How to Choose and Measure Your Rims and Caravan Tyres to Avoid a Blowout

Here at Allbrand Caravan Services, we get a lot of queries about various caravan elements because we are the experts! A lot of those queries, however, are about rims and tyres, so we figured we would put together this ultimate guide; everything you need to know about caravan rims and tyres.

If you have any further questions or things we may not have answered in this article, do not hesitate to give us a call, we’re always happy to help!

Where to start with caravan tyres

The first thing to realise, which many people don’t, is that your wheels and tyres don’t have to match! In some cases, it’s illegal if they do. The important thing, from both a safety and legal perspective, is that load and speed rating requirements are followed.

All tyres are designed to handle a particular load. Your load rating will be a three digit number with a maximum speed or speed rating shown with a letter. You’ll find this information on the sidewall of your tyre. The load rating represents kilograms, and the speed rating is kilometers per hour.


What to do with the load rating

You need to ensure that the load rating can handle the rating requirement of the vehicle. You will likely first encounter this issue when you first need to replace your tyres. Somewhere on your vehicle, usually inside the driver or passenger door, you will find a sticker with information about your vehicle’s wheel and tyre size. We know weight limits for heavy vehicles under the Australian RV rules and regulations can get a bit complicated but it is an Australian Design Rules (ADR) requirement that minimum speed, load ratings, and appropriate pressure information is displayed on every vehicle to help you out.

In some cases, it is fine to have lower speed-rated tyres with the caveat that winter tread tyres are not driven at speeds more than the tyre speed category which you will find moulded on the tyre.

Laws by state

The ADRs vary by States and Territory, you may want to check the registration authority for your relevant area before changing anything. An important rule of thumb that cannot be broken; however is that you do not fit tyres of a lower load rating than recommended.

Load variances

Various cars and caravans can obviously carry different loads which is why their tyres are designed specifically for whatever that limit may be. Passenger rated car tyres are made of a lighter construction which means they can handle higher speeds with lighter loads, the opposite applies to truck tyres, which are typically found on caravans, and have better resistance offroad with a higher load-carrying capacity, and lower speed rating.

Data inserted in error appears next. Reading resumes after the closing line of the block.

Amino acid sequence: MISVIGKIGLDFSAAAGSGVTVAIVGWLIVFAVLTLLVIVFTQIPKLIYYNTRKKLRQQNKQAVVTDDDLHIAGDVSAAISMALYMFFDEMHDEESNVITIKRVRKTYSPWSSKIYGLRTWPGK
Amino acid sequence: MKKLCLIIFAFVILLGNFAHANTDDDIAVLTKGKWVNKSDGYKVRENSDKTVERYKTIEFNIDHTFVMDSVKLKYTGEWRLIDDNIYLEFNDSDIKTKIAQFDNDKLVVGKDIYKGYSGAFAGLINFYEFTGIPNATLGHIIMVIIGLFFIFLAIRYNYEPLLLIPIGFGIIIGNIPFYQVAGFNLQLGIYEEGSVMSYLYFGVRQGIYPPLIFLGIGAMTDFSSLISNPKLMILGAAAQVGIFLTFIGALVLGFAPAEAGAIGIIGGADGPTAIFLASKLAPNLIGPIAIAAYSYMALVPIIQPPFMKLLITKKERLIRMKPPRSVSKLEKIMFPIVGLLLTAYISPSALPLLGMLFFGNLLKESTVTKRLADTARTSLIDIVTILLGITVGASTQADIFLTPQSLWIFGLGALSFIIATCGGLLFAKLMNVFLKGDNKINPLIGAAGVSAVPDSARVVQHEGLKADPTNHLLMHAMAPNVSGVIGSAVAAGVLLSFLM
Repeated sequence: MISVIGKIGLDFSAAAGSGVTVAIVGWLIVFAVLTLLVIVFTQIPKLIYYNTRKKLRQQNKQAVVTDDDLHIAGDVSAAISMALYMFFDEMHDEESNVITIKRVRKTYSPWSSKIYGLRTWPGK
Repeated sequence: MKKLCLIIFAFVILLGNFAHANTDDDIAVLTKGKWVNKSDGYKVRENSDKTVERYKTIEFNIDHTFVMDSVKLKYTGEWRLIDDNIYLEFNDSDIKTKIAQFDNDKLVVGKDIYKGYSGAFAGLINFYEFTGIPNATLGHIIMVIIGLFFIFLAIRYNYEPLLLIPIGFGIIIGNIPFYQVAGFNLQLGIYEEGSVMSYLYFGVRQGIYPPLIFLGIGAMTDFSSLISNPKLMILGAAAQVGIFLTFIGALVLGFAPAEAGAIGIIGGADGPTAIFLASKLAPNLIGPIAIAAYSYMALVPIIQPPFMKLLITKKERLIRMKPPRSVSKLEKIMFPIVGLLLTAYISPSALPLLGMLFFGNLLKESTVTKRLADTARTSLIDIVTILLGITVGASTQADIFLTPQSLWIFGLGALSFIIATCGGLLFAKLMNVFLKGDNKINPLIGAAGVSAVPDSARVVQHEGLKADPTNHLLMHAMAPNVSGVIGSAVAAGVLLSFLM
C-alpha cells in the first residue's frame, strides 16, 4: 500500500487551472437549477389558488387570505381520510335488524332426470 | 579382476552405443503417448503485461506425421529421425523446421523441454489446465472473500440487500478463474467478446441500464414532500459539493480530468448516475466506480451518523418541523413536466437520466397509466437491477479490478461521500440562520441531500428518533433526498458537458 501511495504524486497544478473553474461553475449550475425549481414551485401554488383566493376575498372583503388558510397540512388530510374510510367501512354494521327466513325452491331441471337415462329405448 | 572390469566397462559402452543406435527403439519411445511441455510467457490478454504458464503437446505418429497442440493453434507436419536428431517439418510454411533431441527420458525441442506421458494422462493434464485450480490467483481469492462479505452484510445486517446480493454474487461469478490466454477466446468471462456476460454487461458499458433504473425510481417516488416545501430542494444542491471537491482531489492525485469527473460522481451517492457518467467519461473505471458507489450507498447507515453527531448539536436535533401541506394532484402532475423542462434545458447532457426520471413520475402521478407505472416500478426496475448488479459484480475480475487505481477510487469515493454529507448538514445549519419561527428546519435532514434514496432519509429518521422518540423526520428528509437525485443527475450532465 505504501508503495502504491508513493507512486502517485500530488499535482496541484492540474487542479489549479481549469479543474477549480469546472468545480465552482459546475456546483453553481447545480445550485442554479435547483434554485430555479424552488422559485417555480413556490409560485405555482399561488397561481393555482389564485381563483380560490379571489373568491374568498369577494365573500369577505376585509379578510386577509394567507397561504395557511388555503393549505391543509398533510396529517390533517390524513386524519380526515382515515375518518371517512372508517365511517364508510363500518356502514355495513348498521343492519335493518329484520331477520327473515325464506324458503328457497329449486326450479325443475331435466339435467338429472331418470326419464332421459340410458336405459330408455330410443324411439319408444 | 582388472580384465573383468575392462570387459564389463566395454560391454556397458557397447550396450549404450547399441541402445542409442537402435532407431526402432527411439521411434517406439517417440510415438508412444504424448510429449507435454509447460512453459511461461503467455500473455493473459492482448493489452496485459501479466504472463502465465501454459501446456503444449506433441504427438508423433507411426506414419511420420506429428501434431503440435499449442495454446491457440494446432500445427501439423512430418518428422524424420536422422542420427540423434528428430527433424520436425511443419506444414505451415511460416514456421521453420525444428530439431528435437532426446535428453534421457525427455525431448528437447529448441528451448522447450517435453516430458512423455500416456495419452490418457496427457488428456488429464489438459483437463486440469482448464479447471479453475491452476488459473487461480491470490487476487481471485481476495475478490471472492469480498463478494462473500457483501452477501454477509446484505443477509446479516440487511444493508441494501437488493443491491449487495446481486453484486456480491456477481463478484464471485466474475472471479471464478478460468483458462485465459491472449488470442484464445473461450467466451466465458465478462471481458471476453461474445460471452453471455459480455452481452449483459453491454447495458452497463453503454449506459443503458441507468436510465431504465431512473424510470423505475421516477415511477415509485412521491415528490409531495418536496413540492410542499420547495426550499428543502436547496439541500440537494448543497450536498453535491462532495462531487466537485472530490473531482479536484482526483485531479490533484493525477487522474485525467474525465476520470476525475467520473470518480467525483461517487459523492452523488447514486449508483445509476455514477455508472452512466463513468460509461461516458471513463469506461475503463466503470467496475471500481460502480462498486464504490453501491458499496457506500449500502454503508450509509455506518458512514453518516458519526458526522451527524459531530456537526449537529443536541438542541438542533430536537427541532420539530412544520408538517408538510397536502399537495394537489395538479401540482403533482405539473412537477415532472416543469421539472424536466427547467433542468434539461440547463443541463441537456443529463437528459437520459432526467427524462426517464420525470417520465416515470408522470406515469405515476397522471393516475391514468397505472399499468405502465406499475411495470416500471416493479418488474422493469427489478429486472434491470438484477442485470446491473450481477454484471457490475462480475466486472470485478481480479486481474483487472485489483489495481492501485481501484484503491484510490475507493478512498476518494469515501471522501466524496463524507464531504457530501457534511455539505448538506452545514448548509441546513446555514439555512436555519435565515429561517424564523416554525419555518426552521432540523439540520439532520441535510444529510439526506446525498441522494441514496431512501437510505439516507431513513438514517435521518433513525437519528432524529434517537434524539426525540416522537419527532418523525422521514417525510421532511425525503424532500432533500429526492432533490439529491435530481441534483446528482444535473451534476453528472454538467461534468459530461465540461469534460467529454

The standard tyres which are found on most cars are P-rated radial tyres made of parallel fabric casing cords, making them more flexible so that the tread stays in contact with the road when taking corners. These tyres have several layers of steel fabric around the inner circumference under the tread. This prevents too much tread movement when slowing down, starting and stopping.

4WDs and utes

Most of you are likely towing your caravan with a 4WD or ute which will have a similar load rating to what you are towing. This is why the majority of 4WDs feature LT tyres, created for commercial load-carrying. This is one scenario in which wheels and tyres should be matched across the rig so the spare wheels can be used. There are a variety of stud patterns available to match your caravan and vehicle wheels.

If you are considering this, ensure the pitch circle diameter is correct. Your wheels fit tight  with identical offsets, a measurement usually stamped on the inner rim.

Tyre pressures

A subject that is often considered more complicated than it really is, tyre pressure is this simple:

Follow the vehicle tyre pressures on the factory recommendation via the tyre placard in the glovebox, door aperture or fuel filler flap. If a higher, heavy-load pressure is also nominated, use it when towing.

It’s that easy. You can use the 4psi rule to make sure everything is alright. Check your tyre pressure while the tyres are cold then recheck them after a decent amount of driving. If you see a 4psi increase then you are all good, if it’s less, your pressures are too high, if it is more, too low.

It is crucial to note that the amount of tread on a tyre is not a good representation of its quality. Tyres that get too old have rubber that starts to harden, which will cause a blow out when they heat up. Your tyres will have a stamped date of four digits on the sidewall, think of this like an expiry date. The first two digits represent the week and the last two digits the year.

AllBrand Caravan Services will find you the right caravan tyres

AllBrand Caravan Services is a family owned business and for many years caravan and motoring has been our main passion and focus. Our team of experts have a wealth of knowledge and experience meaning we can offer solutions, upgrades and repairs for just about anything you bring to us.

We keep with the latest in Caravan and Motorhome technology, so if you have any questions or are unsure about anything related to caravan rims and tyres, we’ve got you covered. We make it our business to keep on the cutting edge, so if there is a new product that can better your experience, or keep you safer on the road, we know about it. Our customers keep coming back to AllBrand Caravans because we love caravans!

No matter what kind of query or requirement you may have, our goal is to ensure you are happy, but most of all, safe on the road. Allbrand Caravan Services will inspect your vehicle before you head out on a trip so that you arrive at your destination without any hassle, with zero tyre blowouts along the way!

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